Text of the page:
The effects of FA and TEA as additives in the mobile phase were investigated. In this result, FA was used due to higher intensity (about six times) than those of TEA (Table 1). A C18-column (5 μm, 150 Å) with equipped a guard column was selected for peptide analysis. Analysis of SNAP-8 was performed using gradient elution within 2 min. The precursor ions of SNAP-8 and IS were selected with each multiply charged ion in ESI mode. The [M + 2H]2+ ions of SNAP-8 (m/z 538) and IS (m/z 445) were selected as precursor multiple ions in positive mode. The [M + H]+ ions of SNAP-8 (m/z 1076) and IS (m/z 890) were detected at low intensities and the [M + 3H]3+ of SNAP-8 was not detected. The intensity of SNAP-8 was monitored with the desolvation line (DL) temperature from a range of 200 to 275 °C. DL temperature was optimized for [M + 2H]2+ intensity at 200 °C (Fig. 2). Q3 SCAN spectra of SNAP-8 (a) and IS (b) are shown in Fig. 3. Precursor ions of SNAP-8 (m/z 538) and IS (m/z 445) were fragmented with collision energy, both product ions of SNAP-8 and IS were optimized to m/z 102, 84, and 144, respectively. Optimal collision energies were monitored for SNAP-8 (m/z 102 (− 30 V), m/z 84 (− 48 V), and m/z 144 (− 25 V)) and IS (m/z 102 (− 39 V), m/z 84 (− 55 V), and m/z 144 (− 30 V)). Optimized MRM conditions are summarized in Table 2 and MRM chromatograms of SNAP-8 and IS are shown in Fig. 4.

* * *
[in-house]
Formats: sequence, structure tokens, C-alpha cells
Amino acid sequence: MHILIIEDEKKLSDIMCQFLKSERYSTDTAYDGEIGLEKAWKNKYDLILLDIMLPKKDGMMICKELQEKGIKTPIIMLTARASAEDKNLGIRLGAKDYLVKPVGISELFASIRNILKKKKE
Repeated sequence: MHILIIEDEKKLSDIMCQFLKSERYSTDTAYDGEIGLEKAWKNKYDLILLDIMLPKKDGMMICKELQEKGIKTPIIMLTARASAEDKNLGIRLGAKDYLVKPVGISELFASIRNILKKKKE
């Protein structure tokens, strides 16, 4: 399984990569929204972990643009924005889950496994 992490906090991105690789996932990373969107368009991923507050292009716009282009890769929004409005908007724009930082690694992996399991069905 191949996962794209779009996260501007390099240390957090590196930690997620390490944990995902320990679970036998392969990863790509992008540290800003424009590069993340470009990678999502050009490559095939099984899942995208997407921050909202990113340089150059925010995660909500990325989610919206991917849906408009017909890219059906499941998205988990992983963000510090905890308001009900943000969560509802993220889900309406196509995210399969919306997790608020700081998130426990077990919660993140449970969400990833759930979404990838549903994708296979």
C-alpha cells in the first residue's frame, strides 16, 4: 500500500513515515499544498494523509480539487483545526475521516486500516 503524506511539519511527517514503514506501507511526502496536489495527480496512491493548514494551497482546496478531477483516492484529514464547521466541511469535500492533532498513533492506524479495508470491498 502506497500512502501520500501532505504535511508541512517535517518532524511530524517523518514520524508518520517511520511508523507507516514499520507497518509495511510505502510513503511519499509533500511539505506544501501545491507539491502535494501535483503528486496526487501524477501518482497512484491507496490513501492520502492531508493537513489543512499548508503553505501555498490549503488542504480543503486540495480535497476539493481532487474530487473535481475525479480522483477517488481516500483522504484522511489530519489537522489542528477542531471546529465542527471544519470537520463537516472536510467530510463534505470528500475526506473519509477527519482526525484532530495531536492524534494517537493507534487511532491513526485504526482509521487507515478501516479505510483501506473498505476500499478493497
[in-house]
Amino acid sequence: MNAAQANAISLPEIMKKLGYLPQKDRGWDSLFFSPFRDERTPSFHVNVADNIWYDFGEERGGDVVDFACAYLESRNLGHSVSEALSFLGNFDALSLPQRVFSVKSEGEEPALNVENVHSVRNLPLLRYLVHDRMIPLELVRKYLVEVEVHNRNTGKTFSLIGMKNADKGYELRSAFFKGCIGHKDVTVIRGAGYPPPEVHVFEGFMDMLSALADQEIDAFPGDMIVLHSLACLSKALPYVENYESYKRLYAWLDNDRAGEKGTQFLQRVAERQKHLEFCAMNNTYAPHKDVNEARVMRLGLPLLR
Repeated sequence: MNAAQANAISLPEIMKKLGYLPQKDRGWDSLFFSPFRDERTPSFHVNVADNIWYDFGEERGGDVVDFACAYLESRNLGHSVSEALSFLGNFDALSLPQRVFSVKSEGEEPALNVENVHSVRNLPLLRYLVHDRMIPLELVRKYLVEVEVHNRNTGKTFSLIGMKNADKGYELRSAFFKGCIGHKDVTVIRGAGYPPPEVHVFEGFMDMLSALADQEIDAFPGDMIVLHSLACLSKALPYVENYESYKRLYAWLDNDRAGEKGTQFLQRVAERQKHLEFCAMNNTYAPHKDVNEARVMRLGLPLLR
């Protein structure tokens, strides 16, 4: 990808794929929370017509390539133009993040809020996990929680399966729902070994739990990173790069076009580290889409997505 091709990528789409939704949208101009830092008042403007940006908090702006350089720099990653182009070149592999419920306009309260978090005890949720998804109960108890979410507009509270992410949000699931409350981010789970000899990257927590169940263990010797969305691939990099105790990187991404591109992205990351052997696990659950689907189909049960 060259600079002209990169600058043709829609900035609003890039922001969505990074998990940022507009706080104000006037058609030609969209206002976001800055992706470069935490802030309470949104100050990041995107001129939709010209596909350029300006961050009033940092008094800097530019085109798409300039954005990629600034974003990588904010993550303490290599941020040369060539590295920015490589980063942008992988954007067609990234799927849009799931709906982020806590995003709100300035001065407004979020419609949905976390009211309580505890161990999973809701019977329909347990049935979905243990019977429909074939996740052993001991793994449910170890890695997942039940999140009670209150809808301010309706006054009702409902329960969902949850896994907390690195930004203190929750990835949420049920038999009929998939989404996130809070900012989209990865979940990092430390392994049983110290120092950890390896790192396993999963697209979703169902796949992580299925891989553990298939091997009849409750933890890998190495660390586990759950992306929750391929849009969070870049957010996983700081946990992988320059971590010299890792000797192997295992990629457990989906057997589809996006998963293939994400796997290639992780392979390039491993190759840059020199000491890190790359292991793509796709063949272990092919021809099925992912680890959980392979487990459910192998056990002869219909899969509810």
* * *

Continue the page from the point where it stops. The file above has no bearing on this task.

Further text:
Table 1 Comparison of ionic strength between TFA and FA as additives in the mobile phase
Fig. 2
figure 2

Optimization of DL temperature in the range 200 to 275 °C

Fig. 3
figure 3

Mass spectral patterns of SNAP-8 (a) and the IS (b) by LC-MS/MS with ESI mode

Table 2 Ion transitions and collision energy values of SNAP-8 and IS
Fig. 4
figure 4

MRM chromatograms of the blank spiked with IS (a) and SNAP-8 and IS (b) by LC-MS/MS

Method validation for SNAP-8 analysis by LC-MS/MS